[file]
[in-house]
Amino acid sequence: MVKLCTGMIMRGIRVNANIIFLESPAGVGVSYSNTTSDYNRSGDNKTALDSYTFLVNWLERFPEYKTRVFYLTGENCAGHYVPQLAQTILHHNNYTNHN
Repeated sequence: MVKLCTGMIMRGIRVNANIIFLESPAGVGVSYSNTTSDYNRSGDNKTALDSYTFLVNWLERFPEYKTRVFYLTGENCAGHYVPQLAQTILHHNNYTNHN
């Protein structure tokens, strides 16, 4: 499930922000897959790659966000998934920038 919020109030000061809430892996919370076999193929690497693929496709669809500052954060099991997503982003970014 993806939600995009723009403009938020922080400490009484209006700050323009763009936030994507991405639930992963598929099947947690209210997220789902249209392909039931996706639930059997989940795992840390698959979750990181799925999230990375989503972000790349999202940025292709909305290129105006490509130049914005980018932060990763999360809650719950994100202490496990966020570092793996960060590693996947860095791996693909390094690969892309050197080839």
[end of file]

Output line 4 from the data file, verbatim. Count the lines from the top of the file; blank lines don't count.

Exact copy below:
């Protein structure tokens, strides 16, 4: 499930922000897959790659966000998934920038 919020109030000061809430892996919370076999193929690497693929496709669809500052954060099991997503982003970014 993806939600995009723009403009938020922080400490009484209006700050323009763009936030994507991405639930992963598929099947947690209210997220789902249209392909039931996706639930059997989940795992840390698959979750990181799925999230990375989503972000790349999202940025292709909305290129105006490509130049914005980018932060990763999360809650719950994100202490496990966020570092793996960060590693996947860095791996693909390094690969892309050197080839």